In older women, as with other segments of the population, the prevalence of obesity is increasing. As of 2010, 40% of US women aged 65-74 and 29% of women 75 years and older were obese. As obesity is a major risk factor for disease, disability, and death, this is a growing public health concern. Since body weight can be changed, and healthy aging is a desired goal for individuals, identifying whether obesity affects the capacity for a woman to reach late adulthood without major disease or disability is an important but unanswered question. A recent study published in JAMA Internal Medicine, by Dr. Eileen Rillamas-Sun and colleagues in the Public Health Sciences Division, demonstrates the negative impact of higher body weight on survival outcomes in elderly women.
The authors examined nearly 37,000 women participating in the Women’s Health Initiative. Women aged 66 or older (average 72) were followed for up to 19 years and assessed for whether they had remained healthy, already had or developed major chronic disease or disability, or died by the time they turned the age of 85. While many studies tend to focus on specific outcomes, this study took a broader approach to healthy aging. "Our study was unique," says Rillamas-Sun, "because we chose to simultaneously examine a hierarchy of five mutually-exclusive outcomes that are common and concerning to the general aging population." These broader categories thus allowed for a more complete picture of the impact of obesity on late-age survival outcomes.
Over the 19 years of follow-up, the researchers found that baseline obesity was associated with a higher risk of mobility disability, major chronic disease, and death before reaching 85 years of age (see figure). These risks tended to increase with higher BMI, with those in higher categories of obesity having the greatest risk of death or disability. Women with a BMI of 35 or more, for example, had a more than 6-fold higher risk of mobility disability, and a more than 3-fold higher risk of death, by 85 years of age compared with women with a BMI of 18.5-24.9. Underweight women, with a BMI less than 18.5, also faced a 2-fold increased risk of death. Together, these results suggest a J-shaped association between BMI and mortality, which remained after adjusting for behavioral and socioeconomic risk factors.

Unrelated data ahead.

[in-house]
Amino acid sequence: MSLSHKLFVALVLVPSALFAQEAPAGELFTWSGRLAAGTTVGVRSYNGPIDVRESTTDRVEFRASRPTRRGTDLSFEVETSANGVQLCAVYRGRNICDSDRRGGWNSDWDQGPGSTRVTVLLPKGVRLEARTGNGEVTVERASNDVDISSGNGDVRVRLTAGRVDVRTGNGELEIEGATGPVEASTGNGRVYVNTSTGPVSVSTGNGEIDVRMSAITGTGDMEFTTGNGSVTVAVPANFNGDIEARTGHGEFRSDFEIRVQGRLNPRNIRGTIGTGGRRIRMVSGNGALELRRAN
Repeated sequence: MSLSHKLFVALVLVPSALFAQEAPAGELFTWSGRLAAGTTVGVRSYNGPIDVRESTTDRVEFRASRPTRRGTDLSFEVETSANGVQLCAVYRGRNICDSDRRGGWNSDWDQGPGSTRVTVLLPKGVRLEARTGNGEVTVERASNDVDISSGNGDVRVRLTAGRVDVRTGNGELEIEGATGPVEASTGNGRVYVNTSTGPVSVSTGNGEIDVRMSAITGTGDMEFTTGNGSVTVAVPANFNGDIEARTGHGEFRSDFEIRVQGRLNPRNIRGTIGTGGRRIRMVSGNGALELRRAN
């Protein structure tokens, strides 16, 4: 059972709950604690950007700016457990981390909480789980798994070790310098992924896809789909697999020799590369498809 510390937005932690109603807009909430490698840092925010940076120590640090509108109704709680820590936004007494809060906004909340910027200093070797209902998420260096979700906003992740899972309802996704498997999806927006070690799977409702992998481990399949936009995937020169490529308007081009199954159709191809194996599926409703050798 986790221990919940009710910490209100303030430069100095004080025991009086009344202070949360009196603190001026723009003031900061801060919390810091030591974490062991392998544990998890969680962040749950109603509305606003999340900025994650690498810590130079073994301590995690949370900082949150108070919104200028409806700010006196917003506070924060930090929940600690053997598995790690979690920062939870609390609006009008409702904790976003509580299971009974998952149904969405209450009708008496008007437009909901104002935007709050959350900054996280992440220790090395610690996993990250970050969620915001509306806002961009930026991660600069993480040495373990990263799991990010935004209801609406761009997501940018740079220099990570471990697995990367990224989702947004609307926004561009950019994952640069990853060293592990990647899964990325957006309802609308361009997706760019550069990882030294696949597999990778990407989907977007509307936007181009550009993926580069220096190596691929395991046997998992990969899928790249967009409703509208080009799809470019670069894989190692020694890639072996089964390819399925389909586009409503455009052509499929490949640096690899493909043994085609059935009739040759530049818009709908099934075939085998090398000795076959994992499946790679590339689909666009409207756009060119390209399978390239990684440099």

Overall, this study "emphasizes the importance of maintaining a healthy body weight and waist circumference after menopause," says Rillamas-Sun. "It appears that doing this improves the chances of not only surviving to age 85, but getting there all the while retaining one’s health and mobility."
Beyond obesity, the researchers also found differences in the rates of morbidity and mortality by baseline smoking status and by race/ethnicity group. More than twice as many current smokers at baseline died before 85 years of age (49%) than past smokers (27%) or women who had never smoked (21%), and roughly half as many African American and Hispanic/Latina women (13%) as white women (25%) lived to 85 years of age without major chronic disease or mortality. These findings point to additional areas to target prevention efforts.
While this study demonstrates the effect of baseline weight on late-age morbidity and mortality, further research is needed. "We do not know if weight loss, for obese women in particular, will improve their chances of a healthier survival," says Rillamas-Sun. "Our team is interested in understanding what other factors might also contribute to healthy survival in the later ages." Towards this end, "we are currently exploring the role of physical activity and sedentary behavior, nutrition and caloric intake, alcohol use, and attitudes of well-being on these outcomes."
Other PHS investigators contributing to this project were Drs. Andrea LaCroix and Rebecca Seguin.
Rillamas-Sun E, Lacroix AZ, Waring ME, Kroenke CH, Lamonte MJ, Vitolins MZ, Seguin R, Bell CL, Gass M, Manini TM, Masaki KH, Wallace RB. 2014. Obesity and late-age survival without major disease or disability in older women. JAMA Intern Med. 174(1):98-106.
Basic Sciences Division
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Maggie Burhans, Ph.D.
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Julian Simon, Ph.D.
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